As Greta Thunberg and Extinction Rebellion protestors cast a global spotlight on the climate change emergency, TW writer Lisandra Moor ponders how to achieve a zero-waste lifestyle in plastic-loving Japan.
My journey with sustainability started a few months after I moved to Japan. I chose to live in an inexpensive share house at the expense of a longer commute to work. One of the various rules my housemates and I have to respect is to separate our trash – and keep it in our respective rooms until collection day. If there’s one way to make you think more deeply about how much waste you’re accumulating, it’s keeping your trash within a few meters of your bed.
Though I tend to eat out most of the time, I still found myself with a build-up of plastic bags and random packaging. These ranged from remnants of midnight trips to Family Mart to flyers and rogue coupons collected during shopping sprees. As a result, I started to properly take notice of the overconsumption of single-use plastics in Japan. Lone bananas wrapped in a plastic shield, single ballpoint pens sold in plastic pouches, cookie boxes filled with individually wrapped treats. It’s funny the first couple of times you encounter these overprotected goods, but live in the country long enough and you’ll start to think it’s a little ridiculous.
Japan is the world’s second-biggest producer of plastic waste per capita after the United States. This might come as a surprise when you look at the uber-clean streets and train stations. But along the sidewalks and on the train platforms you’ll find just one of the obvious offenders: vending machines. Yes, they’re convenient, but they no doubt contribute to the over 700 plastic bottles bought every second in the country.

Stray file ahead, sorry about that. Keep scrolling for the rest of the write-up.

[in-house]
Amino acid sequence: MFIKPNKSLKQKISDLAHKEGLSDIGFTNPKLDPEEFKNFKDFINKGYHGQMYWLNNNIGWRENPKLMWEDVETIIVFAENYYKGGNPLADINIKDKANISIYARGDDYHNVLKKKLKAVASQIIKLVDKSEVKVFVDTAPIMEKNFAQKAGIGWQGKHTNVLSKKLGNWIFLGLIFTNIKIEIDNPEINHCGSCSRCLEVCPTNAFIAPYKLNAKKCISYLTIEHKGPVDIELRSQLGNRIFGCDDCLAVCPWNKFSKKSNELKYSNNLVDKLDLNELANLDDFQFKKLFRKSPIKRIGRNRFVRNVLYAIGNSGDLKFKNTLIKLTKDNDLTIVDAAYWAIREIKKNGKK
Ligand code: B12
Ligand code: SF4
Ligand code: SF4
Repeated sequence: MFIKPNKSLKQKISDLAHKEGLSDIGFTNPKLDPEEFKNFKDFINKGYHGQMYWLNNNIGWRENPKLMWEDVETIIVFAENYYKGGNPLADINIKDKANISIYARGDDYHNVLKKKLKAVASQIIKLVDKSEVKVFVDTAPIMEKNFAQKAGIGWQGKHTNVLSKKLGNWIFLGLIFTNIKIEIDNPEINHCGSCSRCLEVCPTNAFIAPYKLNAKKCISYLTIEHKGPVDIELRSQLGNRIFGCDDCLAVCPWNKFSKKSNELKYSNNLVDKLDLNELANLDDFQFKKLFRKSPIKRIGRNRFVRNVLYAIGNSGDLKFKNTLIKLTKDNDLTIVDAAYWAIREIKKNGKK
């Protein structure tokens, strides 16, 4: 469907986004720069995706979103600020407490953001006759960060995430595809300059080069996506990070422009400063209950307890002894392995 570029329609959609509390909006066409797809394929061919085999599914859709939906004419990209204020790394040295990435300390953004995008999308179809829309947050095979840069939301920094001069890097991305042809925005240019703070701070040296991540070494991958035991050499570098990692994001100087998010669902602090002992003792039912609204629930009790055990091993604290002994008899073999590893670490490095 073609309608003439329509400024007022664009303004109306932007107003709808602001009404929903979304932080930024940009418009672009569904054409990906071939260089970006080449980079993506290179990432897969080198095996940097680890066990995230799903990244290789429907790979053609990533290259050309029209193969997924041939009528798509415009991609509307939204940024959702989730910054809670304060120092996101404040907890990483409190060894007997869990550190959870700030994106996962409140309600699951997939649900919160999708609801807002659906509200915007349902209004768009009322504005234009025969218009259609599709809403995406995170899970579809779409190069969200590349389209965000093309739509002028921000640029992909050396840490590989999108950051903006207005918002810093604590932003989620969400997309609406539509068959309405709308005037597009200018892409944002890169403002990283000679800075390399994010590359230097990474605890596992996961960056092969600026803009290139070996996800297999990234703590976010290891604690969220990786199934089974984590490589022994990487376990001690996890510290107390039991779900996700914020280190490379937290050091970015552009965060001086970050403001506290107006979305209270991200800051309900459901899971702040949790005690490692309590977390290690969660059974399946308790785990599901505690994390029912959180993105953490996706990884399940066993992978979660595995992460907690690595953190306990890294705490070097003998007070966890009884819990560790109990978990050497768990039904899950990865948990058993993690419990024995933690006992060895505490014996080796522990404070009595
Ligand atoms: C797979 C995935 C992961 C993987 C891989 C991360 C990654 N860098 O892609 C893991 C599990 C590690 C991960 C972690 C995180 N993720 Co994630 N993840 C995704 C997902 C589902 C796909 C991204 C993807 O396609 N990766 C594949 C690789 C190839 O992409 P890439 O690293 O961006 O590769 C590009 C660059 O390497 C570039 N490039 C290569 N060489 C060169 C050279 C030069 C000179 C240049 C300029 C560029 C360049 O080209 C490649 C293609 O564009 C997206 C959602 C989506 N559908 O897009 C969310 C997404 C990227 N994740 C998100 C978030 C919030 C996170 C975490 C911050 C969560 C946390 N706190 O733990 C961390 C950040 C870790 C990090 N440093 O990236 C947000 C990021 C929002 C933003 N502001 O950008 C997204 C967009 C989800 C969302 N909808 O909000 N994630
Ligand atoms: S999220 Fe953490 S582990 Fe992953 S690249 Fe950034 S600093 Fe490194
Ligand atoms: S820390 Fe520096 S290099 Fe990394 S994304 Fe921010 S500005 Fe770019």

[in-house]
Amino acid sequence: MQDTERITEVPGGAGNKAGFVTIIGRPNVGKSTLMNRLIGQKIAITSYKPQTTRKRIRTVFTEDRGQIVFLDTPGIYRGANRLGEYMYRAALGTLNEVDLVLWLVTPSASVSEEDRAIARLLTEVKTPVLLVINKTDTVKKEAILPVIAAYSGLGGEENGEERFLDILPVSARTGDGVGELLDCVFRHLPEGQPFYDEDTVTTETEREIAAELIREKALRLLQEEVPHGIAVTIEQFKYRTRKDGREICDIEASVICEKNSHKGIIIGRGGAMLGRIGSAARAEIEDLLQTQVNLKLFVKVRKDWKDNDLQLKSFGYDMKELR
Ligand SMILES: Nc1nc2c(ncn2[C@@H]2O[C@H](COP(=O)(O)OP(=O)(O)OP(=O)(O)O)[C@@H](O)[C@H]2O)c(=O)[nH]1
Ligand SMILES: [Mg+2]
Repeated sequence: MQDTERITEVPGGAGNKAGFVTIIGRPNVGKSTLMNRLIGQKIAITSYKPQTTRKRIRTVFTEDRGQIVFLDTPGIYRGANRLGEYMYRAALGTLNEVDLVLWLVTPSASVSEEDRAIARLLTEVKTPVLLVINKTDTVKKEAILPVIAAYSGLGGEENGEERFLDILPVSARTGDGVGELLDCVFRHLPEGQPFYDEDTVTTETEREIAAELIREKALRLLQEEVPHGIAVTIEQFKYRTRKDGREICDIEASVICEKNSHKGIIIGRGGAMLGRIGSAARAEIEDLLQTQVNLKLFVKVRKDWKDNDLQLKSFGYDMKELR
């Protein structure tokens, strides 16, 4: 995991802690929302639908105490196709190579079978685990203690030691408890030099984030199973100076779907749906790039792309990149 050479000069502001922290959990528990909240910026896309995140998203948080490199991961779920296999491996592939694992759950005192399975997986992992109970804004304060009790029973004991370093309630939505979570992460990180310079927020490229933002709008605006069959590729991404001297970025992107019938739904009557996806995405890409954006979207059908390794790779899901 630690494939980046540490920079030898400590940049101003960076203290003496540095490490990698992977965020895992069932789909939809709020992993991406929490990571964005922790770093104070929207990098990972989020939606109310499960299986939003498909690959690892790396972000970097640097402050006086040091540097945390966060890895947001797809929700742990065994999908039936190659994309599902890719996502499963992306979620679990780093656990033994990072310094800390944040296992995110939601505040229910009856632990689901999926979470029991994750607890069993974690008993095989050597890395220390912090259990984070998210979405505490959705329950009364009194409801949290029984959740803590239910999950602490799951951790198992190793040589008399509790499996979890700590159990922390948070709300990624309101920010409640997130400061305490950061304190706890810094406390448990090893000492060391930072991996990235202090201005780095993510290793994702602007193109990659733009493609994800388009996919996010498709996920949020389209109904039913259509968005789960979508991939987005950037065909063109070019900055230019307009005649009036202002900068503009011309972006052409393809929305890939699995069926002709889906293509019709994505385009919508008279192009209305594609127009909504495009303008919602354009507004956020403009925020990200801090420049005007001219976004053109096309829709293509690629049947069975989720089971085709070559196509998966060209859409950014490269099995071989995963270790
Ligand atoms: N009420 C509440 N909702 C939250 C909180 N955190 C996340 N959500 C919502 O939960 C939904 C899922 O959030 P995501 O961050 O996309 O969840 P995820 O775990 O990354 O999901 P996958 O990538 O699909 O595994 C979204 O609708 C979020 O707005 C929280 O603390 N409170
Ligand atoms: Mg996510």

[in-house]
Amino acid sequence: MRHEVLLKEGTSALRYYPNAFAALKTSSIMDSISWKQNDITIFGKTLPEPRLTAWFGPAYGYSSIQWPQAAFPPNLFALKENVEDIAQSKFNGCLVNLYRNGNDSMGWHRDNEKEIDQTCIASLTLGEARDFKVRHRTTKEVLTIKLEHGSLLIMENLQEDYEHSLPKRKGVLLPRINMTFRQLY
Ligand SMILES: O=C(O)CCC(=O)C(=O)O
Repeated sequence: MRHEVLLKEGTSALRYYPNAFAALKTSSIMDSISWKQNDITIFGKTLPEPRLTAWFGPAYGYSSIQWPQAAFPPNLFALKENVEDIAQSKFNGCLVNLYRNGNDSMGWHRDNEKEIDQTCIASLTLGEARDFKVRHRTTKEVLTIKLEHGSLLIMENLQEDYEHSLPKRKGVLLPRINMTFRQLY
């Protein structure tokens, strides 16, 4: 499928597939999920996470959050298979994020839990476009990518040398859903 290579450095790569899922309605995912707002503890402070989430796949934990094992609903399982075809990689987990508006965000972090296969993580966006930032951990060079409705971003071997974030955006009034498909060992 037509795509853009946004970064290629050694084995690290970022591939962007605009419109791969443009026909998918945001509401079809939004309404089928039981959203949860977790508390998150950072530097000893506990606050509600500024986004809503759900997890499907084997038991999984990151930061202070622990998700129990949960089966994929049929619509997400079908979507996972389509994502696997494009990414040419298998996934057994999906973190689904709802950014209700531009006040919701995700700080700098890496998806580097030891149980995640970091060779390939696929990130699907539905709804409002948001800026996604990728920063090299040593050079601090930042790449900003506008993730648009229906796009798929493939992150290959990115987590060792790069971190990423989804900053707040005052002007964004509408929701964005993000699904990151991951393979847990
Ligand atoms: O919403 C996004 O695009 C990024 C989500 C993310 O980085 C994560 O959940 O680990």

All things considered, I began to wonder what I could do to reduce my waste and carbon footprint. I started my transition to a more sustainable lifestyle with hours of research and Pinterest-ing. After drafting an extensive list of habits I needed to give up, and others I needed to pick up, I ran into one main hurdle: many of the recommended tips and tricks, like buying in bulk, are difficult, if not impossible, to take on board in Tokyo (where exactly would I store all that bulk in my share house, for one?).
Nevertheless, it seemed to me there were a few things I could do to at least avoid the biggest culprit: plastic. I had many unanswered questions so I reached out to Cecilia Grandi-Nagashiro, a sustainable consumption researcher and founder of Sustainable Living Tokyo, and initiative that is an initiative that aims at fostering the adoption of more earth-friendly lifestyles in Tokyo. That we should concentrate on reducing waste, she told me, is a common misconception. What we should be doing is reducing is our consumption. It’s great to switch to eco-friendly alternatives, but our impact is more significant when we simply stop buying.
Japan is the world’s second-biggest producer of plastic waste per capita after the United States
Sustainable living has become an industry of its own, with many bloggers promoting the practice and offering advice for the smoothest transition to a zero-waste lifestyle. The truth, of course, is that it’s hard to give up the things you are used to. It’s also a slow process. A truly sustainable lifestyle is something that’s out of reach for most of us city dwellers. It’s expensive and ironically requires the ordering and importing of eco-responsible items, thereby contributing to the emission of carbon dioxide. With the trend taking over social media platforms, there’s also a sort of elitism attached, with some accusing those who still rely on the occasional plastic bag of “not trying hard enough.” For something that’s meant to promote a safe and greener environment for all, it’s spawned a wealth of toxic conversations.
To successfully live a sustainable or low-waste lifestyle, you have to be in an enabling environment, and Japan simply isn’t that, admitted Grandi-Nagashiro. Plastic is virtually unavoidable. This doesn’t mean there aren’t things you can do to avoid it, but the reality is that it might catch up to you and you have to be at peace with that possibility.